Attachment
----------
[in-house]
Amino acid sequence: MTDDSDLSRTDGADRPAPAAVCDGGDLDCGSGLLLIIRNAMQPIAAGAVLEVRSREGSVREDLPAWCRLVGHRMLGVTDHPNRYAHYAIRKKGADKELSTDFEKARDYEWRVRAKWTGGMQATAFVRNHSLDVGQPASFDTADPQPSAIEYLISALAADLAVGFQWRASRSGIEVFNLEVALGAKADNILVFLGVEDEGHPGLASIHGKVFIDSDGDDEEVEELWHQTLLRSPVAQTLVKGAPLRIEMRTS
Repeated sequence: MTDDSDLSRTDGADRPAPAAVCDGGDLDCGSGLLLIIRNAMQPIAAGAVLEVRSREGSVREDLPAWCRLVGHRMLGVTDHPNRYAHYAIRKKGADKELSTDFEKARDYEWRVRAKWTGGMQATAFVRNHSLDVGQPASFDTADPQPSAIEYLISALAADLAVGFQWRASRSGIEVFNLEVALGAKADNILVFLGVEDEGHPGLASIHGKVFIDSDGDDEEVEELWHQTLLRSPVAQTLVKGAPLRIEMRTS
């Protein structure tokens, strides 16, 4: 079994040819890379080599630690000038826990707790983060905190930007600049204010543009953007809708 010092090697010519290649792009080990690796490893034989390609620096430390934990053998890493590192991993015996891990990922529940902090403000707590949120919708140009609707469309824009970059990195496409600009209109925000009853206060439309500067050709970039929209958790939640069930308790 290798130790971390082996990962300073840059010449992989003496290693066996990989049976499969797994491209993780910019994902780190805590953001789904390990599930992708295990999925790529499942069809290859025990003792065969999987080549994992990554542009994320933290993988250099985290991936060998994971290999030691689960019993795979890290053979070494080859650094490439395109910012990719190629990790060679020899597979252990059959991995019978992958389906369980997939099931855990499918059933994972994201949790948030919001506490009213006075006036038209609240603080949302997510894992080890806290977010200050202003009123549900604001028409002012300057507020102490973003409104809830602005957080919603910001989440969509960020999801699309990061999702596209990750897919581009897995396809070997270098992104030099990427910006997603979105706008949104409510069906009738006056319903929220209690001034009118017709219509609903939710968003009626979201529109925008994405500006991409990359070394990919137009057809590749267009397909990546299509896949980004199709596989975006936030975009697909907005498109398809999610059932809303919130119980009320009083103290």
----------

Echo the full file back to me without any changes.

[in-house]
Amino acid sequence: MTDDSDLSRTDGADRPAPAAVCDGGDLDCGSGLLLIIRNAMQPIAAGAVLEVRSREGSVREDLPAWCRLVGHRMLGVTDHPNRYAHYAIRKKGADKELSTDFEKARDYEWRVRAKWTGGMQATAFVRNHSLDVGQPASFDTADPQPSAIEYLISALAADLAVGFQWRASRSGIEVFNLEVALGAKADNILVFLGVEDEGHPGLASIHGKVFIDSDGDDEEVEELWHQTLLRSPVAQTLVKGAPLRIEMRTS
Repeated sequence: MTDDSDLSRTDGADRPAPAAVCDGGDLDCGSGLLLIIRNAMQPIAAGAVLEVRSREGSVREDLPAWCRLVGHRMLGVTDHPNRYAHYAIRKKGADKELSTDFEKARDYEWRVRAKWTGGMQATAFVRNHSLDVGQPASFDTADPQPSAIEYLISALAADLAVGFQWRASRSGIEVFNLEVALGAKADNILVFLGVEDEGHPGLASIHGKVFIDSDGDDEEVEELWHQTLLRSPVAQTLVKGAPLRIEMRTS
């Protein structure tokens, strides 16, 4: 079994040819890379080599630690000038826990707790983060905190930007600049204010543009953007809708 010092090697010519290649792009080990690796490893034989390609620096430390934990053998890493590192991993015996891990990922529940902090403000707590949120919708140009609707469309824009970059990195496409600009209109925000009853206060439309500067050709970039929209958790939640069930308790 290798130790971390082996990962300073840059010449992989003496290693066996990989049976499969797994491209993780910019994902780190805590953001789904390990599930992708295990999925790529499942069809290859025990003792065969999987080549994992990554542009994320933290993988250099985290991936060998994971290999030691689960019993795979890290053979070494080859650094490439395109910012990719190629990790060679020899597979252990059959991995019978992958389906369980997939099931855990499918059933994972994201949790948030919001506490009213006075006036038209609240603080949302997510894992080890806290977010200050202003009123549900604001028409002012300057507020102490973003409104809830602005957080919603910001989440969509960020999801699309990061999702596209990750897919581009897995396809070997270098992104030099990427910006997603979105706008949104409510069906009738006056319903929220209690001034009118017709219509609903939710968003009626979201529109925008994405500006991409990359070394990919137009057809590749267009397909990546299509896949980004199709596989975006936030975009697909907005498109398809999610059932809303919130119980009320009083103290």